HealthLawProf Blog

Editor: Katharine Van Tassel
Concordia University School of Law

Wednesday, December 8, 2004

Mental Health Drugs Update

Pills According to the Wall Street Journal, the British Medicines and Healthcare Products Regulatory Agency, after an 18-month review, decided to strengthen its warnings regarding antidepressant medication use, “advising doctors not to prescribe them for the initial treatment of mild depression and to better communicate the withdrawal symptoms and other side effects.” The agency also reported that its review team concluded that antidepressants were being overprescribed and “reminded doctors that counseling can be as effective as drug treatments” in treating cases of mild depression. Overall, however, the agency concluded that the benefits of antidepressants outweigh the risks.  The article appeared in yesterday's Wall Street Journal, its website requires a paid subscription for access.

In a separate matter, the British Medicines and Healthcare Products Regulatory Agency has required that Wyeth change the label of two antidepressants it manufactures, Efexor and Efexor XL, to warn consumers about the possible effects the drugs can have on cardiovascular health as well as other possible dangers. Wyeth responded that the agency has indicated that this interim labeling will recommend that patients receive a baseline electrocardiogram when the drugs are first prescribed and that the drugs are indicated for moderate to severe conditions, among other items. Wyeth announced that the company will “fight” the agency’s action and reaffirmed the safety and efficacy of the two drugs.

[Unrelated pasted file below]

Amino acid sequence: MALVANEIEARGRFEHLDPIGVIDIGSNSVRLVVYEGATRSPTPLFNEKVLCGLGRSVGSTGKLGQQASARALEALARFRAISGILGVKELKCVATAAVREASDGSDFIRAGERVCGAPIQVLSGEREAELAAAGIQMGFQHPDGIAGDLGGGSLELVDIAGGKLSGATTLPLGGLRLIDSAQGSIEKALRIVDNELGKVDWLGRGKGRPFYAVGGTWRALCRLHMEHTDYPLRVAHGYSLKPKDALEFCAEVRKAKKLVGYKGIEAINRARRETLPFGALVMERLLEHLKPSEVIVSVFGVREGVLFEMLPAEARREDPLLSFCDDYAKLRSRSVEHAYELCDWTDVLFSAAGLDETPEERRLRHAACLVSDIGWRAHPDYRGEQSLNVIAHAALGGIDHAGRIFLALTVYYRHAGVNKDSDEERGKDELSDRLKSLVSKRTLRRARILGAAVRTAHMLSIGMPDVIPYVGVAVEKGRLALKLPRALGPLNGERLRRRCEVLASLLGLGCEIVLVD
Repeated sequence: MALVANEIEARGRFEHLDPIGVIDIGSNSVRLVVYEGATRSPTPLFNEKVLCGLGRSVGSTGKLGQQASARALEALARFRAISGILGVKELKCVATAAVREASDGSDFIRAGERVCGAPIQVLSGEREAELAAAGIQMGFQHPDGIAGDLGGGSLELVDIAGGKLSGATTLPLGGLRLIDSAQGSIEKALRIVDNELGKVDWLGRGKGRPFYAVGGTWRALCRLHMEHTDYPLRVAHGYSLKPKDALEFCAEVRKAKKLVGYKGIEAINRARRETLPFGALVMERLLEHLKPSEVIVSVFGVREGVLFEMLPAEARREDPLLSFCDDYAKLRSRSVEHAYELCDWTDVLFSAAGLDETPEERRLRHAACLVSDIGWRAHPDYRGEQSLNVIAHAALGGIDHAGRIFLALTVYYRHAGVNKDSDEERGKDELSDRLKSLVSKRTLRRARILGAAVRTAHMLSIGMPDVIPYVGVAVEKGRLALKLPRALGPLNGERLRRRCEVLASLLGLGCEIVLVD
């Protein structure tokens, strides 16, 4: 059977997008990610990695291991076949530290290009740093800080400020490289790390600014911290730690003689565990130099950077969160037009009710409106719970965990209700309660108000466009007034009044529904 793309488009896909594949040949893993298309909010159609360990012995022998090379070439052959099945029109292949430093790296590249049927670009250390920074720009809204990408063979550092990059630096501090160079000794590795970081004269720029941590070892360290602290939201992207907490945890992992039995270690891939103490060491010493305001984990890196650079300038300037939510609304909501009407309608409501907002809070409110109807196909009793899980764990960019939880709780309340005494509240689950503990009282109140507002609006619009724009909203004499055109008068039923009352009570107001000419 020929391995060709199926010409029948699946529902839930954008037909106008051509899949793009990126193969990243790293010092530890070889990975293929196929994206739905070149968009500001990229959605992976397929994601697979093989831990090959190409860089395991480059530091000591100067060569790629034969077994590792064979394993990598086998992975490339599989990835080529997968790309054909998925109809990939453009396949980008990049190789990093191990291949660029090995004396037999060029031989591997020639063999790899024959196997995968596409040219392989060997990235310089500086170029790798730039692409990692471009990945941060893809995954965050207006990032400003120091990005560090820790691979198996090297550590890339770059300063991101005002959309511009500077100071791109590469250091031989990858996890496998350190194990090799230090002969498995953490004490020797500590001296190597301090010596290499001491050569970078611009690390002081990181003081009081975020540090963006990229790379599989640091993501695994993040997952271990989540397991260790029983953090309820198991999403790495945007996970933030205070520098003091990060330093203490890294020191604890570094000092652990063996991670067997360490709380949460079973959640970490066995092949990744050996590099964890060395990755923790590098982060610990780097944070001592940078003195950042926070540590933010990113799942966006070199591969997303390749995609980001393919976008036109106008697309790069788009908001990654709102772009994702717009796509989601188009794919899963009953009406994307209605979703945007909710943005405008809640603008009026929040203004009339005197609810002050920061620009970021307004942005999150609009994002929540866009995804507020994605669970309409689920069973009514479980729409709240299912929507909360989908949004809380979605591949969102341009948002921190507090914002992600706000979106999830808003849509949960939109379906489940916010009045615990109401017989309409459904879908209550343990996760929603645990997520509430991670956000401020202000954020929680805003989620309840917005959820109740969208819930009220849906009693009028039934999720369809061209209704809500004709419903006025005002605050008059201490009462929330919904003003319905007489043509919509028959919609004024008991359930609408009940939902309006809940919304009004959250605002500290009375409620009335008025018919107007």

Finally, on a related note, Consumer Reports magazine will launch tomorrow a new Web site ( that compares the cost and effectiveness of a few types of commonly prescribed medications. Anyone may access the website free of charge.  States already have access to this type of information for use in their Medicaid programs.  According to Consumer Reports, this service “will make similar information available for other low-income consumers, like senior citizens and people whose insurance does not cover prescription drugs.”

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